Accordingly, it became necessary to include a “grandfather clause,” granting presidential eligibility to those men born to colonial immigrant parents prior to the date of American independence. As such, none of our first seven presidents… Washington, J. Adams, Jefferson, Madison, Monroe, J.Q. Adams, or Jackson… were “natural born” citizens. All were made eligible under the “grandfather clause” contained in Article II, Section 1, which reads, “…or a citizen of the United States, at the time of the Adoption of this Constitution…” Our eighth president, Martin Van Buren, born at Kinderhook, New York, on December 5, 1782, six years and five months after the Declaration of Independence, was our first “natural born” president. Every president since Van Buren, with the exception of Barack Obama and Chester A. Arthur, has been a “natural born” citizen, as required by the U.S. Constitution.
The Founders rightly understood that the most influential factor in a child’s upbringing is the parenting he/she receives as a child, and that the cultural, philosophical, political, and religious influence of a child’s parents fundamentally establishes the direction of his/her future conduct and intellectual development. Accordingly, what the Founders feared most and what caused them to limit access to the presidency only to the “natural born” was the fear that a future president… during his formative years and during the years in which he was developing intellectually… would be exposed to an environment or an ideology which might cause him to reject the values and the principles embodied in the U.S. Constitution.
There is no better exemplar of that fear than Barack Obama. Obama’s father was a Muslim and a black African communist sympathizer; his mother was a left wing socialist flower-child; his stepfather was an Indonesian Muslim; his grandparents were far-left communist sympathizers; his teenage mentor, Frank Marshall Davis, was a well-known Communist Party writer and activist; the people who were instrumental in launching his political career in Chicago were Weather Underground terrorists who had killed U.S. law enforcement officers; and his religious mentor was the Rev. Jeremiah Wright, an America-hater of the first order. Is it any wonder that Obama promised to “fundamentally transform” the government and the culture of the greatest nation on Earth?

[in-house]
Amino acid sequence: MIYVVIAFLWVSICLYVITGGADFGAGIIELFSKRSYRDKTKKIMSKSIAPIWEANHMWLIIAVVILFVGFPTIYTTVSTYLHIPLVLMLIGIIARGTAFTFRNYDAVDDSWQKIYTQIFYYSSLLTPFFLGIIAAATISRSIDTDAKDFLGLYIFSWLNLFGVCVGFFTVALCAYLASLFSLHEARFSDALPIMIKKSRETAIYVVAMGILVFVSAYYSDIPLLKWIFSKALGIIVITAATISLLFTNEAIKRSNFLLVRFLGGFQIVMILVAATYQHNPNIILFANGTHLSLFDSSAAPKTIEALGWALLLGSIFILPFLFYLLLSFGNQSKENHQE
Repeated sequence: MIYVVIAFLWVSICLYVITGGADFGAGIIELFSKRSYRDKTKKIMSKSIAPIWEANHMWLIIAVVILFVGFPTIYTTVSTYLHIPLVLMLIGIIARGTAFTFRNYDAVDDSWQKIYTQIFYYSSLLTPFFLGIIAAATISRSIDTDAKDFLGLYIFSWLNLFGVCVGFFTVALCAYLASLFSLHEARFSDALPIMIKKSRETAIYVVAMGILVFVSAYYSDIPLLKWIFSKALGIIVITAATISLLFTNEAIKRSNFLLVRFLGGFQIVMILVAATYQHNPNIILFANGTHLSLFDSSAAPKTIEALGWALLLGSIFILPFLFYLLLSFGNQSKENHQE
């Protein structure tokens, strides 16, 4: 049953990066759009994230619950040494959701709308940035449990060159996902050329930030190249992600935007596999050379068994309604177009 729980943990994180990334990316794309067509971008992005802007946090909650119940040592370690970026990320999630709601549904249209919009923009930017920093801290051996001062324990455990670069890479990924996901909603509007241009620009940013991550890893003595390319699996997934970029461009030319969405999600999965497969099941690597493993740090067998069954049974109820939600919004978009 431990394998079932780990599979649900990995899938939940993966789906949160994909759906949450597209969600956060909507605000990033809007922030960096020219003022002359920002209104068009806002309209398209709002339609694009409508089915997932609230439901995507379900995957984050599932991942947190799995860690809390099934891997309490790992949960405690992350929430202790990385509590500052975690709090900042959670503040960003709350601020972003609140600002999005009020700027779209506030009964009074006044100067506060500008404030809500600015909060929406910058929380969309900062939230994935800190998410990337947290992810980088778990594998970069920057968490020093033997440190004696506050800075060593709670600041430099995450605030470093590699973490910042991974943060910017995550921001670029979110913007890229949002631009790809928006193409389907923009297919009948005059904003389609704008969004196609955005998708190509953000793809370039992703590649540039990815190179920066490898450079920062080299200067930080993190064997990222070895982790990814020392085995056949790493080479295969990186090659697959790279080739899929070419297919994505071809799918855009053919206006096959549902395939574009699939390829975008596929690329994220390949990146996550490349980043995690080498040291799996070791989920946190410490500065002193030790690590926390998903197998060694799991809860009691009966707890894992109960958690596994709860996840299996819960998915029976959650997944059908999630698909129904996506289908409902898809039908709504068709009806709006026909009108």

Ours is the greatest nation on Earth, the greatest and most significant experiment in self-government in all of recorded history. But there are no concrete guarantees of permanency. Since the earliest days of our republic, those on the political left have been chipping away at the basic foundational principles of our Constitution. By the year 2016, their 228-year-long struggle to administer a deathblow to the greatest self-governing document ever written was all but complete. Whether or not the nation could have survived four or eight more years of leftist tinkering is problematic. I fear that it could not have survived.
But there comes a time when good men and women must begin to do whatever is necessary to restore and revitalize our most important governing principles. “Birthright citizenship,” “anchor babies,” “chain migration,” and presidential usurpation by those who fail to meet the “natural born” standard are leftist perversions of original intent and they must be reversed. The Constitution is in dire need of a “tune-up.” The U.S. Constitution must be restored to what the Founding Fathers intended. The 14th Amendment and Article II, Section 1 of the Constitution are good places to begin, and the time to begin is now.
Paul R. Hollrah is a retired government relations executive and a two-time member of the U.S. Electoral College. He currently lives and writes among the hills and lakes of northeast Oklahoma’s Green Country.